Although unassuming in appearance and unremarkable to collectors, the simple Remington Model 511 Scoremaster bolt-action rimfire repeater is a legendary game-getter. Surprisingly accurate for a .22 of basic design, the rifle tends to be boringly reliable for generation after generation of squirrel hunters.
Introduced in 1939, the Remington Model 511 Scoremaster features a 25-inch tapered round barrel, six- or 10-round magazine, strap-metal trigger guard, and sleek small-diameter bolt action. The bolt locks up by camming the bolt handle stud closed into a square-bottomed notch machined into the right side of the action. It also features a second, opposing locking lug, giving the bolt equilateral support that keeps it straight and consistent and benefits accuracy.
The bolt handle is a separate part secured into and through the sturdy stud on the bolt body; it’s bent to enable easy grasping and function. The bolt knob is football-shaped and is integral to the handle.
Made to feed .22 Short, Long, and Long Rifle cartridges with equal ease and reliability, the magazine is a nicely made affair, displaying good design and fine craftsmanship. The version in the rifle shown here is a flush-fitting six-rounder.
The stock looks to be walnut, and it features simple, economic lines. Nonetheless, it’s very comfortable in the hands and at the shoulder, and it positions the shooter’s eye in perfect alignment with the iron sights.
On that note, the rear sight is a step-adjustable version with a “V” notch. The front is a unique post-type sight with a highly visible rectangular silver insert. Interestingly, the lower portion of the front sight post is formed into a sturdy, oversize bead shape; theoretically, the tip of the sight can be used for consistent extended-distance shooting when the bead-like portion is centered in the rear notch.
Over 380,000 Model 511 Scoremaster rifles were manufactured between 1939 and 1963. The later Model 511X allegedly sported improved sights, and it was manufactured in 1965 and 1966.
Two other variations are worth noting. The Model 511SB (for smooth bore) was designed for weeding pests from the vegetable patch and is appropriately known as a “garden gun.” The Model 511P featured a micrometer-adjustable aperture rear sight and a Patridge front blade.
The rifle’s safety is a simple rocker-type affair at the right rear of the action. It blocks the trigger but does not lock the bolt. Flick it forward to fire, rearward to engage the safety. When cocked, the rear of the firing pin protrudes from the back of the bolt shroud, providing a visual and tactile “cocked” indicator.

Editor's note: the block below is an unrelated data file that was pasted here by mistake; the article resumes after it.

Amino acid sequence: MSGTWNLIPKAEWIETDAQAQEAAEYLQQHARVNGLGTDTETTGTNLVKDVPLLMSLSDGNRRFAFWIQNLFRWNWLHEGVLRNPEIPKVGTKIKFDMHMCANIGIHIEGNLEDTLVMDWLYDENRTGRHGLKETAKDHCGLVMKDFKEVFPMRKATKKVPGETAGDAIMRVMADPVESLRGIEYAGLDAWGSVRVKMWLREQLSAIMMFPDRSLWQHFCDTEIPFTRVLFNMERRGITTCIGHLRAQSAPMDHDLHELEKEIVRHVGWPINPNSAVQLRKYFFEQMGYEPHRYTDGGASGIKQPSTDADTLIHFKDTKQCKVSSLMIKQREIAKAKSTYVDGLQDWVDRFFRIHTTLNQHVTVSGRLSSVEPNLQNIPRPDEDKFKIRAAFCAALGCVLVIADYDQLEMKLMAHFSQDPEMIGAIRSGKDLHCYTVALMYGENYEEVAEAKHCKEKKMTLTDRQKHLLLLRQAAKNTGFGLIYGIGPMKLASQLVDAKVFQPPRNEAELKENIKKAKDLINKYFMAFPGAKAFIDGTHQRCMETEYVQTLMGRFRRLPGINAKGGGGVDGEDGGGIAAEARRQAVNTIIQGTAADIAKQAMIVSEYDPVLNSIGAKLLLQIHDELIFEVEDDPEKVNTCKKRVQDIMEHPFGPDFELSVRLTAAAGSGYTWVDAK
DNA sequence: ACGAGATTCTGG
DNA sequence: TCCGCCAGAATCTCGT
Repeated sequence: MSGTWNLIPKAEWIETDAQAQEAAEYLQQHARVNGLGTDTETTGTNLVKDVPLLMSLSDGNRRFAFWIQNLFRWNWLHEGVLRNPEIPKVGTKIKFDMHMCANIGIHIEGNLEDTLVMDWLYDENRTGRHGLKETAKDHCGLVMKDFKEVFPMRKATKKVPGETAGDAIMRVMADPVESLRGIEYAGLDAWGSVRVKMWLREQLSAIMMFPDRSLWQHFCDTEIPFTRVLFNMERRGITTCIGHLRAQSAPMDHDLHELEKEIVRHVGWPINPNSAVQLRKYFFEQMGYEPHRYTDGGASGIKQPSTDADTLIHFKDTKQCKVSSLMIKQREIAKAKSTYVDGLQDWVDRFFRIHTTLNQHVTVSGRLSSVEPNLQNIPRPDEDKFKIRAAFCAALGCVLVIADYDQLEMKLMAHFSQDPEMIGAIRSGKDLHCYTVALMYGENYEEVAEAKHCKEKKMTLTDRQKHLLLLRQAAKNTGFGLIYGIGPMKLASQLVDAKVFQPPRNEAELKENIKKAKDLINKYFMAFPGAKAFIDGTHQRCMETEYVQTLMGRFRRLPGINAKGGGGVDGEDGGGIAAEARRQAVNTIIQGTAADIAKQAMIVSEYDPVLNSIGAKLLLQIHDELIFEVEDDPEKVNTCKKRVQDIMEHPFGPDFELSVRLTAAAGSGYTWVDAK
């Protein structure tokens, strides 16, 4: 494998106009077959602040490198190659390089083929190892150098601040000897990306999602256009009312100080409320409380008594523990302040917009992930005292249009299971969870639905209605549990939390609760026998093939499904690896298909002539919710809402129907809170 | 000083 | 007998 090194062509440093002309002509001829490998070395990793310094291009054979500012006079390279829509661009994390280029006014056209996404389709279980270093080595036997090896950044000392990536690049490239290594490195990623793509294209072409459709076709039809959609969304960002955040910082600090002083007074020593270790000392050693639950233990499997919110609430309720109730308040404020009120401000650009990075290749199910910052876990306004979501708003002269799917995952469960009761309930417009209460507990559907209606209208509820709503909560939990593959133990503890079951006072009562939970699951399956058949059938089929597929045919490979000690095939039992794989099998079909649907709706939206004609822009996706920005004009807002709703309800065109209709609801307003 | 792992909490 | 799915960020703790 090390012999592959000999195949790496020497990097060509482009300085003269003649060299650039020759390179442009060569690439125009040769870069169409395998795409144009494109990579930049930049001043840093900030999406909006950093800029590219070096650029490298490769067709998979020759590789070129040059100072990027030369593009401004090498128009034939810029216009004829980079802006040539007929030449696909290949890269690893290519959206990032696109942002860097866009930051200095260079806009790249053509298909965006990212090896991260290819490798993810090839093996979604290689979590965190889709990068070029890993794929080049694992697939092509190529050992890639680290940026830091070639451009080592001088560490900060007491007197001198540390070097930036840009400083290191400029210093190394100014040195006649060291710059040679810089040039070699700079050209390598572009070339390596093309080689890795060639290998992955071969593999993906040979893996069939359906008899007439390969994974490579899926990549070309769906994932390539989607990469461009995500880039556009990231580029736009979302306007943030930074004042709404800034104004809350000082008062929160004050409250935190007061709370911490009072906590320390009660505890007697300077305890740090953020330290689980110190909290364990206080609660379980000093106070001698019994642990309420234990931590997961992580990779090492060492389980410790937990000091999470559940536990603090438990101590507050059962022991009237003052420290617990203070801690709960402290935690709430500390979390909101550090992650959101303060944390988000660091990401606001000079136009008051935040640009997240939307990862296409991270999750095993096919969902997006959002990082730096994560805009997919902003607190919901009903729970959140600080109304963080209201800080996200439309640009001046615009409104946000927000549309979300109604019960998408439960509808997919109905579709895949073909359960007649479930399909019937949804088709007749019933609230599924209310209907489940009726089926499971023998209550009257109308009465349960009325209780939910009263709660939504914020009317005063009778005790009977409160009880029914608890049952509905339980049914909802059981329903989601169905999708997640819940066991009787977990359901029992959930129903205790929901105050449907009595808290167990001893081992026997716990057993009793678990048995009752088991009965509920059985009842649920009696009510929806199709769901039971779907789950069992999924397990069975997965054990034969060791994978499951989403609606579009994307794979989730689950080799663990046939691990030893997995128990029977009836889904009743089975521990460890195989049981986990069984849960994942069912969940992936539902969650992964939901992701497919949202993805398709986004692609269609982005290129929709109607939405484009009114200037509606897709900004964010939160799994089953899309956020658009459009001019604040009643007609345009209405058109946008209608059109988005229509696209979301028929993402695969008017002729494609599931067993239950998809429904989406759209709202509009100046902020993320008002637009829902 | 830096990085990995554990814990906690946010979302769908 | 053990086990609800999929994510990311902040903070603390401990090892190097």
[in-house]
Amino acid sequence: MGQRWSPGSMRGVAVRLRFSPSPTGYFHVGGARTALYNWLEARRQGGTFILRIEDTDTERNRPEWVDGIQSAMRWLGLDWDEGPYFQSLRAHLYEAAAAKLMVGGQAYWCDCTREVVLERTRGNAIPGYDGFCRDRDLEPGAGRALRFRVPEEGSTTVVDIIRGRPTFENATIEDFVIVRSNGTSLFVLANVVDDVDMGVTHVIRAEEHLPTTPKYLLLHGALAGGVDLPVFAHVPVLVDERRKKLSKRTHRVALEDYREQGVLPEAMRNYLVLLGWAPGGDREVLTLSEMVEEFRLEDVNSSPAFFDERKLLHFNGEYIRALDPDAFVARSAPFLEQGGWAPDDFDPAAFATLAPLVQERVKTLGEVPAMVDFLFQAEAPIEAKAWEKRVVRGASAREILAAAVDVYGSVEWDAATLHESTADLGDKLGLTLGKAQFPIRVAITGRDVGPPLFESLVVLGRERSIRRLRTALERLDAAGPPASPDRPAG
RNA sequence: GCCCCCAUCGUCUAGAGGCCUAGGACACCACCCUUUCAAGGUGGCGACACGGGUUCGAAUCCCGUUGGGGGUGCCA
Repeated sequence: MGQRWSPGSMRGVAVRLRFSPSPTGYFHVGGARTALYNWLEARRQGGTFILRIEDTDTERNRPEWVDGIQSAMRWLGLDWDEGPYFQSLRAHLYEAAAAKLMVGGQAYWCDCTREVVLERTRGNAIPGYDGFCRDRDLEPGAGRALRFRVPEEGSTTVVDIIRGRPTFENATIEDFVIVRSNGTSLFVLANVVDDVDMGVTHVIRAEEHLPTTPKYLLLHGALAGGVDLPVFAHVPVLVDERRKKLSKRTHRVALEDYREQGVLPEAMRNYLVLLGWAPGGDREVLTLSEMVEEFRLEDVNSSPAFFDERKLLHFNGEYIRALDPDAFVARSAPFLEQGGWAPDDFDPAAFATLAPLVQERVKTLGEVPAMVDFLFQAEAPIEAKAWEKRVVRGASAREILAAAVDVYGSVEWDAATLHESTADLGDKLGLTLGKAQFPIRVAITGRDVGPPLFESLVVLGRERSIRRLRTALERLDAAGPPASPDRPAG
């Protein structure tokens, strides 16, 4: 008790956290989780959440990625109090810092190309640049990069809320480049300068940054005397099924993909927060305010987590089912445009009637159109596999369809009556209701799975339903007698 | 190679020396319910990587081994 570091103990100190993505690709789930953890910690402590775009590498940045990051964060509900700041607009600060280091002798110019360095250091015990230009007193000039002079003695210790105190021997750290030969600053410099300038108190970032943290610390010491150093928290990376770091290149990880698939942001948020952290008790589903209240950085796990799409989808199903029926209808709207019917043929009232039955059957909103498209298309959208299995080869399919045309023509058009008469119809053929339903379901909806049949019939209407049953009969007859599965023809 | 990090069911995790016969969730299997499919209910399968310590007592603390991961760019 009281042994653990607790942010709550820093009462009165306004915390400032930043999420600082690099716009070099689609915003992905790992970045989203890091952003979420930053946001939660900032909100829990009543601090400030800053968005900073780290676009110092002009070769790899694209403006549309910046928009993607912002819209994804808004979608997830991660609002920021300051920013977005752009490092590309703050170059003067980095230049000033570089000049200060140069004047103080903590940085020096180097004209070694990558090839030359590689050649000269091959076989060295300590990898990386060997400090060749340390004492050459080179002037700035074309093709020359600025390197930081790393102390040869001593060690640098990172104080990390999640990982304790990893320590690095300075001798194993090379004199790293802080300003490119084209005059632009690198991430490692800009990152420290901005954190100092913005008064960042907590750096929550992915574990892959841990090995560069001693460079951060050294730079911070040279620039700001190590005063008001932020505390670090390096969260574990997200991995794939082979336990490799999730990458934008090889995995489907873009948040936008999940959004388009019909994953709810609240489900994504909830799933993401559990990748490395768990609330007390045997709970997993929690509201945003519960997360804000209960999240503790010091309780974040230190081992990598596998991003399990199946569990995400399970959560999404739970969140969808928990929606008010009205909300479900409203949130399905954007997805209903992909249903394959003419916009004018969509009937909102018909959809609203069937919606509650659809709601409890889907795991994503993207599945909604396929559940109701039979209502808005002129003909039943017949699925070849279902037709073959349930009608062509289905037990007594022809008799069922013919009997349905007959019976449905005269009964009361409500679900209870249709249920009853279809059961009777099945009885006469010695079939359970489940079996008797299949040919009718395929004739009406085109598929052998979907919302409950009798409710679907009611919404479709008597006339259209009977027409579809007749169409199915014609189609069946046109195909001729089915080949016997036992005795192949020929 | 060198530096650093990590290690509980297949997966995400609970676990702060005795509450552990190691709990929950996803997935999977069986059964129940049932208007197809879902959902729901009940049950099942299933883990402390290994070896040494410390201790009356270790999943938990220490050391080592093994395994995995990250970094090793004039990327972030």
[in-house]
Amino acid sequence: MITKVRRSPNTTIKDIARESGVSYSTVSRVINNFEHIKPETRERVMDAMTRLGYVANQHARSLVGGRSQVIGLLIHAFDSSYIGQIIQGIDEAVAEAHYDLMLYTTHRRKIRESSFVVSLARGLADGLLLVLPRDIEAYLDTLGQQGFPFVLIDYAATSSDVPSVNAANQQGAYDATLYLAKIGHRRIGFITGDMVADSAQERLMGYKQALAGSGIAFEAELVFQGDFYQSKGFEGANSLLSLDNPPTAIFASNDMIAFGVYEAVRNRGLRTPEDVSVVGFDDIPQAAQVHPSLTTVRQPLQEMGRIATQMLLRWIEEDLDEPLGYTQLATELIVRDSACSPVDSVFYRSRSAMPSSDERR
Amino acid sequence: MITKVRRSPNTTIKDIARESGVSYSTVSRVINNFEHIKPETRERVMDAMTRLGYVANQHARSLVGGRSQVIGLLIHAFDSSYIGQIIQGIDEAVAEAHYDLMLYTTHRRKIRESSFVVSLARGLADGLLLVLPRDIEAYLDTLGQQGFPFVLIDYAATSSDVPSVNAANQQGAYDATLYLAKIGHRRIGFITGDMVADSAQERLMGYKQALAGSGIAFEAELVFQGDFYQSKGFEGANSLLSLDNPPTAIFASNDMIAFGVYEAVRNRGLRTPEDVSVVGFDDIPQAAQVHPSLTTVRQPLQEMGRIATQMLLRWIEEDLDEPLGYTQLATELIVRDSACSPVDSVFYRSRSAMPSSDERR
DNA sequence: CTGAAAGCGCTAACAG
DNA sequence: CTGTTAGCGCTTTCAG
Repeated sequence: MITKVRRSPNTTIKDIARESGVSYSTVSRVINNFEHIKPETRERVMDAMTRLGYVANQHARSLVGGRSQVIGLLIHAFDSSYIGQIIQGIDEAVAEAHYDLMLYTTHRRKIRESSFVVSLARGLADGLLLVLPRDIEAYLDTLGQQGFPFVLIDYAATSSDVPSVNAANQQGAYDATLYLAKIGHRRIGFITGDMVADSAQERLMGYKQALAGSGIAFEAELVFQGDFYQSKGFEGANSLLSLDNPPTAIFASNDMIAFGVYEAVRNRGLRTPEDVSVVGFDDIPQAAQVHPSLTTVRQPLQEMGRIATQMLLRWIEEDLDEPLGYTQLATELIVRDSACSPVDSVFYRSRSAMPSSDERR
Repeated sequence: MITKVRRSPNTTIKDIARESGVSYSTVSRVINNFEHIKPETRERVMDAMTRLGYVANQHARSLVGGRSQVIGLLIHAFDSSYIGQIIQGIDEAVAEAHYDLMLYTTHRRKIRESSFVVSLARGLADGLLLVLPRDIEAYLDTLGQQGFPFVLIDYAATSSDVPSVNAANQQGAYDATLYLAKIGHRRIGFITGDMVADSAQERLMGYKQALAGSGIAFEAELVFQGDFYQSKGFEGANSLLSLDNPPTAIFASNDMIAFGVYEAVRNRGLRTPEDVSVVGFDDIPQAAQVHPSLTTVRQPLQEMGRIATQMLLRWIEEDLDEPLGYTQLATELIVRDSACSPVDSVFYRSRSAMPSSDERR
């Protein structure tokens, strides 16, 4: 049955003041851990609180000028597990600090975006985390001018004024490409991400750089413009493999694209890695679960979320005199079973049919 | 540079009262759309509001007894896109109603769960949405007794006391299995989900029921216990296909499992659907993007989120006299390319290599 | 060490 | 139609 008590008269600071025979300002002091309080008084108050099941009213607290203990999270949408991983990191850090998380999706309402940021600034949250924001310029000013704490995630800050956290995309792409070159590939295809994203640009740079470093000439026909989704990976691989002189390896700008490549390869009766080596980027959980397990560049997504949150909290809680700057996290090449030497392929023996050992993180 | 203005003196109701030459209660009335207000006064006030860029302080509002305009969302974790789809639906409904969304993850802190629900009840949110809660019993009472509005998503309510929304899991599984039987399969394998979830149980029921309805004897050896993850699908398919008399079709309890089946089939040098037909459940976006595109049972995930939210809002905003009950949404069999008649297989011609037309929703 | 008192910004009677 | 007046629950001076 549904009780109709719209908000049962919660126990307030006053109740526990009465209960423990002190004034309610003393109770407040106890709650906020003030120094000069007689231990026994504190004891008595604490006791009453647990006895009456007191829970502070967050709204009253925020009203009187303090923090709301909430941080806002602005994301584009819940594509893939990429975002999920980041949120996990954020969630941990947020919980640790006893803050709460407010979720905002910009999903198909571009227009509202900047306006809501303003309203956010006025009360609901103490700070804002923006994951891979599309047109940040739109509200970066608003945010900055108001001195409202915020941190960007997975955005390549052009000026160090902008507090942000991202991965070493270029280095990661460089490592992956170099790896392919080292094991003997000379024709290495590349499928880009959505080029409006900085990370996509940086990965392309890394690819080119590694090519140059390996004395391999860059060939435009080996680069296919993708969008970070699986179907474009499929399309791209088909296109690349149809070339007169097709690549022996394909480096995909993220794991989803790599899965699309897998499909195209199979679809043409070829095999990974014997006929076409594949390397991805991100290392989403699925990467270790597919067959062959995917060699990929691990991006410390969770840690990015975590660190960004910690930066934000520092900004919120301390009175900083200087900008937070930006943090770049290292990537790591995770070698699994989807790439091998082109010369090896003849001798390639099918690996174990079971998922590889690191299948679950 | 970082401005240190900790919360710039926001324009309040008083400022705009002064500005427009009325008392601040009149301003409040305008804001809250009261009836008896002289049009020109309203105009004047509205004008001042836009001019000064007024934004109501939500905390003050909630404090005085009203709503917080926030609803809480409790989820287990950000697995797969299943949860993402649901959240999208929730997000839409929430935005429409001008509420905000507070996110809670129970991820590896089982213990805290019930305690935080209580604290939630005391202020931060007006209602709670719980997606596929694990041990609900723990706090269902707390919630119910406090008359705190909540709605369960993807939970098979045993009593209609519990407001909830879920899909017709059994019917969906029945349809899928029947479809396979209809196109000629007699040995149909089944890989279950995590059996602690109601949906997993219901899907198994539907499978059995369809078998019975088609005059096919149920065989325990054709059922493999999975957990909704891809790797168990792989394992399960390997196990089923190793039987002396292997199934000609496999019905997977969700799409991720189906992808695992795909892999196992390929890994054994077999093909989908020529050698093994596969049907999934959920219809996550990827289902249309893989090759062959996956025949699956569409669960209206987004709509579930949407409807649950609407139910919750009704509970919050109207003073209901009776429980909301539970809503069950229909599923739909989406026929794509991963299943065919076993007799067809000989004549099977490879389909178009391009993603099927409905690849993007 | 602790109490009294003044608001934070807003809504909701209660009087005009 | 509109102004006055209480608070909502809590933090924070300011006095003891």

Squeeze the trigger to fire and work the bolt again to chamber another round. As the boltface travels rearward, dual hook-type extractors at 3 and 6 o’clock in the boltface draw the empty cartridge case out of the chamber, and after it clears the chamber, a fixed steel blade-type ejector pops the empty up and out of the action. As the bolt runs forward, the lower edge of the boltface catches the base of a fresh cartridge and boosts it forward into the chamber.
Last month I wrote about my British father-in-law and his first shotgun. The 511 Scoremaster shown here was his first rifle. It’s almost as old as he is and was manufactured in March 1947, according to the letter code stamped into the barrel.
I gave the rifle to him one Christmas back when my wife and I were poor college students. At the time I was introducing him to the joys of perforating tin cans with an accurate, pleasant-shooting rimfire rifle.
Now, borrowing it back from him for this column, I almost wish I’d kept it. You’ll see why when you read about how it shoots.
Repairing to the range with several of my favorite .22 LR loads, I put the classic rimfire through its paces, firing a series of three consecutive five-shot groups at 25 yards with each ammunition type. Although the trigger pull is jaw-clenching stout—measuring 6 pounds, 3 ounces on my Lyman digital trigger gauge—it’s fairly crisp, and the seven-decades-old rifle produced eyebrow-raising accuracy. Even though a harsh sun created wavering mirage and caused the silver front-sight insert to dance like a hula girl at a luau, most of the loads pounded five shots into tiny clusters.
To my amazement, even using iron sights in the less-than-optimal sighting conditions, three of the four loads averaged a half-inch or less at 25 yards, and the fourth wasn’t much bigger. That’s outstanding even for a modern rimfire rifle of good quality.
Just as impressive, the vintage squirrel rifle digested all four loads without a hiccup, smoothly chambering, firing, and ejecting.
The stock’s dimensions make sighting very comfortable. The rifle balances nicely, comes to the shoulder smoothly, and gets on target like the proverbial compass needle. No wonder it enjoyed such a stellar reputation as a getter of small game.